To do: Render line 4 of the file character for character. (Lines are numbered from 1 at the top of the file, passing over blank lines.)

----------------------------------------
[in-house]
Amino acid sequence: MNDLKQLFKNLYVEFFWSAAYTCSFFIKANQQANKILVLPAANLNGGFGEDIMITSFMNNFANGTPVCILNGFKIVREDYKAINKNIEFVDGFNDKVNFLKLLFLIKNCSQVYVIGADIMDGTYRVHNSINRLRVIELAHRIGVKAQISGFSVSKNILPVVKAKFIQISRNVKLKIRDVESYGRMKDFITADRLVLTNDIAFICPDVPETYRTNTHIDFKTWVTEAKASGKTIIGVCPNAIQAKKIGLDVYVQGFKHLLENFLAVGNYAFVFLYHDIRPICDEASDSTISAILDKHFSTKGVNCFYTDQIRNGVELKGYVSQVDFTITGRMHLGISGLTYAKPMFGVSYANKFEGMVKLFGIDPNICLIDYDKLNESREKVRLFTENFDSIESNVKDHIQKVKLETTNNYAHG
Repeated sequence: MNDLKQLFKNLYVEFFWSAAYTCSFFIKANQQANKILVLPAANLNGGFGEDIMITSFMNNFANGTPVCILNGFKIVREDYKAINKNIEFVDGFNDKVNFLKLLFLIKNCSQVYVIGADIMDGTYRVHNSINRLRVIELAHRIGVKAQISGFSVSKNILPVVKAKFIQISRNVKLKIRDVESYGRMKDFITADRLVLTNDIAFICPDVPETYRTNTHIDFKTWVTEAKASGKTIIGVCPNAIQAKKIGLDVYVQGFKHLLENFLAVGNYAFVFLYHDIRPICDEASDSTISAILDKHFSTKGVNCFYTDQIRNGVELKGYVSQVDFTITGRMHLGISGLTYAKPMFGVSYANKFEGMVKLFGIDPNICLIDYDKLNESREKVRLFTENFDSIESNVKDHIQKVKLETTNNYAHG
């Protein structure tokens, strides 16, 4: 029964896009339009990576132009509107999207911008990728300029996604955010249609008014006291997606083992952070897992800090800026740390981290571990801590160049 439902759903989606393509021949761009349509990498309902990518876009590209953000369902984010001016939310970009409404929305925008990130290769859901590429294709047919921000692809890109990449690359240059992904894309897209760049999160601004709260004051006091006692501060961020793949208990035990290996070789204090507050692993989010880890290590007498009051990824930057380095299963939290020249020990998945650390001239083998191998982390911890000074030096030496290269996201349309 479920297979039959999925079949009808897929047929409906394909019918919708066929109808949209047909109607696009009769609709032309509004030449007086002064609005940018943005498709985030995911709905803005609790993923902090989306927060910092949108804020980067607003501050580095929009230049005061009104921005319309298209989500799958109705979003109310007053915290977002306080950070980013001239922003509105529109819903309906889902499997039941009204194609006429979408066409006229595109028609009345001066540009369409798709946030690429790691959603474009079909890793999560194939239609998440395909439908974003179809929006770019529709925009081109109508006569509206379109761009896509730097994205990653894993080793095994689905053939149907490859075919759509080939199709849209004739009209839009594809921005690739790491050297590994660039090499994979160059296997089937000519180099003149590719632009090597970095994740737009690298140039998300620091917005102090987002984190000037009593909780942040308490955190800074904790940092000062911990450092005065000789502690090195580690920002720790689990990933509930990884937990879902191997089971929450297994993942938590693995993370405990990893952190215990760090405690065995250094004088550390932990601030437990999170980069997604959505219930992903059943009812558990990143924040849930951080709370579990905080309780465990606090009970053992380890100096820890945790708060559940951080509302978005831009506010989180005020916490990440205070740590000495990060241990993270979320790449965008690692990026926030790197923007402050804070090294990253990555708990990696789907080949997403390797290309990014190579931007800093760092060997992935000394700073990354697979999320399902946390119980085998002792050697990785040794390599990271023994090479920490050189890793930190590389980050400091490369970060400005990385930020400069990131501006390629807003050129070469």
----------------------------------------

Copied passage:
């Protein structure tokens, strides 16, 4: 029964896009339009990576132009509107999207911008990728300029996604955010249609008014006291997606083992952070897992800090800026740390981290571990801590160049 439902759903989606393509021949761009349509990498309902990518876009590209953000369902984010001016939310970009409404929305925008990130290769859901590429294709047919921000692809890109990449690359240059992904894309897209760049999160601004709260004051006091006692501060961020793949208990035990290996070789204090507050692993989010880890290590007498009051990824930057380095299963939290020249020990998945650390001239083998191998982390911890000074030096030496290269996201349309 479920297979039959999925079949009808897929047929409906394909019918919708066929109808949209047909109607696009009769609709032309509004030449007086002064609005940018943005498709985030995911709905803005609790993923902090989306927060910092949108804020980067607003501050580095929009230049005061009104921005319309298209989500799958109705979003109310007053915290977002306080950070980013001239922003509105529109819903309906889902499997039941009204194609006429979408066409006229595109028609009345001066540009369409798709946030690429790691959603474009079909890793999560194939239609998440395909439908974003179809929006770019529709925009081109109508006569509206379109761009896509730097994205990653894993080793095994689905053939149907490859075919759509080939199709849209004739009209839009594809921005690739790491050297590994660039090499994979160059296997089937000519180099003149590719632009090597970095994740737009690298140039998300620091917005102090987002984190000037009593909780942040308490955190800074904790940092000062911990450092005065000789502690090195580690920002720790689990990933509930990884937990879902191997089971929450297994993942938590693995993370405990990893952190215990760090405690065995250094004088550390932990601030437990999170980069997604959505219930992903059943009812558990990143924040849930951080709370579990905080309780465990606090009970053992380890100096820890945790708060559940951080509302978005831009506010989180005020916490990440205070740590000495990060241990993270979320790449965008690692990026926030790197923007402050804070090294990253990555708990990696789907080949997403390797290309990014190579931007800093760092060997992935000394700073990354697979999320399902946390119980085998002792050697990785040794390599990271023994090479920490050189890793930190590389980050400091490369970060400005990385930020400069990131501006390629807003050129070469």